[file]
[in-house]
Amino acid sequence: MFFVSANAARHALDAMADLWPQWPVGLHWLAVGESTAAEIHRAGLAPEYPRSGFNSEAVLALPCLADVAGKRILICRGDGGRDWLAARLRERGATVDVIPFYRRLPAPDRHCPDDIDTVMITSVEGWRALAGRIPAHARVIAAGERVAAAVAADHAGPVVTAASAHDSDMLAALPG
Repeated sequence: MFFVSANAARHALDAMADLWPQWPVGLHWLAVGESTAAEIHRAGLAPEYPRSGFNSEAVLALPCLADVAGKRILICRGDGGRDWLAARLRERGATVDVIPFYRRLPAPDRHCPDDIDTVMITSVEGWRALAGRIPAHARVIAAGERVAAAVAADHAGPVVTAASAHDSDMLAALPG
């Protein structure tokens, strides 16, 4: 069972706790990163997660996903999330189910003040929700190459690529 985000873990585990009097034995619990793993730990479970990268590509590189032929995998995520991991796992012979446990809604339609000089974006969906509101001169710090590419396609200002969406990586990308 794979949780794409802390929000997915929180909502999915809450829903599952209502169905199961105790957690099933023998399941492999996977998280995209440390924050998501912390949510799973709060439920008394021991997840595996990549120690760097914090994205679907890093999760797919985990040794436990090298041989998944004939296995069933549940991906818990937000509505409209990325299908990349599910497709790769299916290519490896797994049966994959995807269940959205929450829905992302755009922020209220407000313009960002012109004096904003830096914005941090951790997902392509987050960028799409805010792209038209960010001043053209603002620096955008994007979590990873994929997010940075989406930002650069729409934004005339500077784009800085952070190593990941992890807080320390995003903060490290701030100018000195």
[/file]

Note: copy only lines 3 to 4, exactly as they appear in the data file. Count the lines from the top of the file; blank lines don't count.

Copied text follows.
Repeated sequence: MFFVSANAARHALDAMADLWPQWPVGLHWLAVGESTAAEIHRAGLAPEYPRSGFNSEAVLALPCLADVAGKRILICRGDGGRDWLAARLRERGATVDVIPFYRRLPAPDRHCPDDIDTVMITSVEGWRALAGRIPAHARVIAAGERVAAAVAADHAGPVVTAASAHDSDMLAALPG
């Protein structure tokens, strides 16, 4: 069972706790990163997660996903999330189910003040929700190459690529 985000873990585990009097034995619990793993730990479970990268590509590189032929995998995520991991796992012979446990809604339609000089974006969906509101001169710090590419396609200002969406990586990308 794979949780794409802390929000997915929180909502999915809450829903599952209502169905199961105790957690099933023998399941492999996977998280995209440390924050998501912390949510799973709060439920008394021991997840595996990549120690760097914090994205679907890093999760797919985990040794436990090298041989998944004939296995069933549940991906818990937000509505409209990325299908990349599910497709790769299916290519490896797994049966994959995807269940959205929450829905992302755009922020209220407000313009960002012109004096904003830096914005941090951790997902392509987050960028799409805010792209038209960010001043053209603002620096955008994007979590990873994929997010940075989406930002650069729409934004005339500077784009800085952070190593990941992890807080320390995003903060490290701030100018000195």